Labour calls on Tories to seize opportunity to end fracking ‘once and for all’
Labour is calling on Tory MPs to seize an opportunity to end fracking “once and for all” by backing a move to pave the way for a vote on the issue.
The party will use an opposition day debate on Wednesday to put forward a motion which, if passed, would guarantee time in the Commons for a Bill to ban the controversial gas extraction technique for good.
Labour says it wants to give MPs a chance to overturn the Government’s decision to lift England’s fracking ban, which broke a Tory manifesto promise.
The moratorium had been in place since 2019 following a series of earth tremors.
Some MPs have been clamouring for a vote on the issue, while the Government has insisted that future applications will be considered where there is local support, although it is not clear how that will be measured.
Labour said it will make it “clear” in the debate that it continues to be open to ministers providing an opportunity in Government time for a binding vote on the matter.
Shadow climate change secretary Ed Miliband hit out at what he dubbed the Prime Minister’s “unjust charter for earthquakes”, as he said Labour would stand up to her plan to “outsource decisions about local consent to fracking companies”.
Ahead of the debate, he said: “Today Conservative MPs have a simple choice; do they break the manifesto commitments they made to their constituents and allow the Government to impose expensive, unsafe fracking on communities that do not want it, or will they support Labour’s ban on fracking once and for all?
“Labour is standing up to Liz Truss’s unjust charter for earthquakes, including her plans to outsource decisions about local consent to fracking companies, because fracking would make no difference to energy prices, and would risk the health of local communities, nature, and water supplies.
“Every Conservative MP who opposes fracking must now put country over party and support Labour’s ban on fracking.”
Fracking is the process of hydraulic fracturing, which uses high-pressure liquid to release gas from shale formations.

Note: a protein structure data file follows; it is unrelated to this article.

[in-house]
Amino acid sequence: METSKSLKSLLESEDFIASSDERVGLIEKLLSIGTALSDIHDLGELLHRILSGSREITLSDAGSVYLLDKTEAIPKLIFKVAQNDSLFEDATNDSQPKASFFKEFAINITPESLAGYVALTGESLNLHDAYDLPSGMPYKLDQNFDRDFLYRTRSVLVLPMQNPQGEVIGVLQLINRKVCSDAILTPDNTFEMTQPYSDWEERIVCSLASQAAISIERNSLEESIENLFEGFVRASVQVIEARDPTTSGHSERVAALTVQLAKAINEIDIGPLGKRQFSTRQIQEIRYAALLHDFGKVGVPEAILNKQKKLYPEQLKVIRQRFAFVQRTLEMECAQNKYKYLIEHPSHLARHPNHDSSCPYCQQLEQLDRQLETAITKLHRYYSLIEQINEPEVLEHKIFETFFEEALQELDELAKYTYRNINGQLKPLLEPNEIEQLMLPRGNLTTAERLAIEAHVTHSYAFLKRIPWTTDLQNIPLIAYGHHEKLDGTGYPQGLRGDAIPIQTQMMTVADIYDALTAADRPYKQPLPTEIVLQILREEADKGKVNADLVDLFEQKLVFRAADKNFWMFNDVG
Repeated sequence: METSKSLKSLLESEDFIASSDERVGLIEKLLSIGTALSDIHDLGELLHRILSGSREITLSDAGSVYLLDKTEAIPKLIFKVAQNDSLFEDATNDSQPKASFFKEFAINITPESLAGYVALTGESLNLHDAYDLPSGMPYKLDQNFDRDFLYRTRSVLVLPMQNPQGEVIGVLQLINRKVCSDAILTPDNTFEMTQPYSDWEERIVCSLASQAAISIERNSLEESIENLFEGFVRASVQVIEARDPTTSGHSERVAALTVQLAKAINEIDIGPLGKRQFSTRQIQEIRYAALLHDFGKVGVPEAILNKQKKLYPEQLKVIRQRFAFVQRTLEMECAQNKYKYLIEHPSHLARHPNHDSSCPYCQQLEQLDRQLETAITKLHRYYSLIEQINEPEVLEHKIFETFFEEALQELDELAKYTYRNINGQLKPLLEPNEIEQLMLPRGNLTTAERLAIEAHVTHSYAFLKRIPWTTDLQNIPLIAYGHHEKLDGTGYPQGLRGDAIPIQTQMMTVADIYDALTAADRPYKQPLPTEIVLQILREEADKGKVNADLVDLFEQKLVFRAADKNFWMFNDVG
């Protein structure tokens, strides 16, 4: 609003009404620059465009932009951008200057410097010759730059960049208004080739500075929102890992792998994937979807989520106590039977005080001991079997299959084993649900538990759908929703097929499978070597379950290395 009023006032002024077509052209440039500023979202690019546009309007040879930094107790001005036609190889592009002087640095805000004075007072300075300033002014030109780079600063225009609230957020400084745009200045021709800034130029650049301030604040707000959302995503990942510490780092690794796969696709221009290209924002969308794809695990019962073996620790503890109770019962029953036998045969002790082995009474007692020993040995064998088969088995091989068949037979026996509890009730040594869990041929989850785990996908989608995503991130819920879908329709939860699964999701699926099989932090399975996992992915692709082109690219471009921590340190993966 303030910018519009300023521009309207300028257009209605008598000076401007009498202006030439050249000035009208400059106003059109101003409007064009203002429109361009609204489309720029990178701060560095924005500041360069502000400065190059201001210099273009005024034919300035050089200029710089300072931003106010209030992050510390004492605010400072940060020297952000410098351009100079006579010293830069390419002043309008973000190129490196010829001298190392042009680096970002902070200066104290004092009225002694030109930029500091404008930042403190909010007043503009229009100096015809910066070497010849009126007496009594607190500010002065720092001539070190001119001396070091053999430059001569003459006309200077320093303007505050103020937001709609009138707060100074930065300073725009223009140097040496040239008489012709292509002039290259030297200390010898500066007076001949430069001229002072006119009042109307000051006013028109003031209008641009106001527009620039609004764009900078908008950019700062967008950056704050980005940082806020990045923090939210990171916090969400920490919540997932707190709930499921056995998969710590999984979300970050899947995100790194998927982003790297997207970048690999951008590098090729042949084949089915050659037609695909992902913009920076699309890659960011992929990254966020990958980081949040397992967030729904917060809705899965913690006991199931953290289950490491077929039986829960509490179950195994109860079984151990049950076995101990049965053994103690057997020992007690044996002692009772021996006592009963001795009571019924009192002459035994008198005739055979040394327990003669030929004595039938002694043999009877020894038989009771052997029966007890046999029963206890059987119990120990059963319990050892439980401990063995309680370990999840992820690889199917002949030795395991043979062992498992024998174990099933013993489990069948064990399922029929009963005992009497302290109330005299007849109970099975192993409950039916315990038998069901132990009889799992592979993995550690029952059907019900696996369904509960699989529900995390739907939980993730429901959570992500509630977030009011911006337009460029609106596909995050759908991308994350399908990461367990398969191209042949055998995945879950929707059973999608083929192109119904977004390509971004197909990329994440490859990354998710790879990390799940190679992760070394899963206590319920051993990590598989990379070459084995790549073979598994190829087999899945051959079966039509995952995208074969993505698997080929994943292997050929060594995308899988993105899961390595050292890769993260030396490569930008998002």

The 2019 Conservative manifesto pledged not to lift England’s moratorium unless “the science shows categorically it can be done safely”.
A Government-commissioned report by the British Geological Survey (BGS) suggested more data was needed, but despite the lack of scientific progress, Ms Truss’s administration has torn up the Tory commitment.
Ami McCarthy, political campaigner for Greenpeace UK, said both the Prime Minister and Business and Energy Secretary Jacob Rees-Mogg “know that nobody voted for fracking”.
“This Government should instead crack on with cheap, clean, homegrown solar power and onshore wind and focus on making people’s homes warmer,” she said.
“Conservative MPs owe a duty to their voters. Their political survival depends on it.”
Jamie Peters, from Friends of the Earth, said the decision to reverse the fracking ban was “rash” and “ill-thought through”.
“If there wasn’t already strong enough opposition from communities facing the threat of fracking where they live, there’s growing evidence that MPs from all parties don’t want it either,” he said.
“Why revive a zombie industry like fracking when we could be rolling out the measures that will actually lower our energy bills and cut harmful carbon emissions, such as insulating the UK’s heat-leaking homes and investing in cheap and popular renewables?
“This would genuinely support our energy security and is much quicker and cheaper to deliver.”
A spokesperson for the Department for Business, Energy and Industrial Strategy said: “In light of (Vladimir) Putin’s illegal invasion of Ukraine and weaponisation of energy, the Government is taking steps to increase home-grown sources of energy, reduce the UK’s reliance of foreign imports and explore all possible options to boost domestic energy security.
“The Government has lifted the moratorium on UK shale gas production, enabling developers to seek planning permission where there is local support.”
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